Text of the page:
Women's lives in Britain in the First World War - and other things.
Thursday, 19 February 2015
From Court Gowns to Sock Knitting
From the Aberdeen Weekly Journal, 19th February 1915.
From Court Gowns to Sock Knitting.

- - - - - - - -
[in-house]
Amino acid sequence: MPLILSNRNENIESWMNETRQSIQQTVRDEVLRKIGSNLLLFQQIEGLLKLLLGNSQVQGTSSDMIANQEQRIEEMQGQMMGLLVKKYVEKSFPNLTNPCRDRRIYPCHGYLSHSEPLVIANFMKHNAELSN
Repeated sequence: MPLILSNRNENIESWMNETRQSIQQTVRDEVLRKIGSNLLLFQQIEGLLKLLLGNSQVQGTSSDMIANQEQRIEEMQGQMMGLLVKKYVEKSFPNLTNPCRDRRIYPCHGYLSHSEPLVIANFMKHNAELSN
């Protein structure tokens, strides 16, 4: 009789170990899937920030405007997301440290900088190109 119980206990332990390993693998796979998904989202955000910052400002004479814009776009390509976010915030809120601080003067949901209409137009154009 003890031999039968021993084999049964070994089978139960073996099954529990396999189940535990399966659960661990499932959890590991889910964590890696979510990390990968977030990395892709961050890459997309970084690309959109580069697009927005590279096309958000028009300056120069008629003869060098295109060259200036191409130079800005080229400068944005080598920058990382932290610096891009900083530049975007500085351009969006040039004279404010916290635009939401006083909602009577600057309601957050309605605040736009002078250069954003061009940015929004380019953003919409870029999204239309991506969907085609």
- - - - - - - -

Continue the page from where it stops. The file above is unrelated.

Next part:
Just before the winter social season should have commenced I spoke of the distress amongst Court dressmakers in London. All sorts of odd work has been given them from time to time. Now they have begun to knit socks for the army. It is big jump from sewing delicate trimmings on Court gowns to knitting socks, but the women are learning to handle the machines with considerable alacrity. The Queen’s Work for Women Fund has secured an order for two million pairs of socks, and the work is being handed over to the workrooms of the West End costumiers. This will keep 1200 dressmakers in constant employment right up to July. Those who are not sock knitting are shirt-making. Here, too, there was some difficulty at first experienced by the women in becoming accustomed to the new class of work. They have 10,000 army shirts on hand at the moment.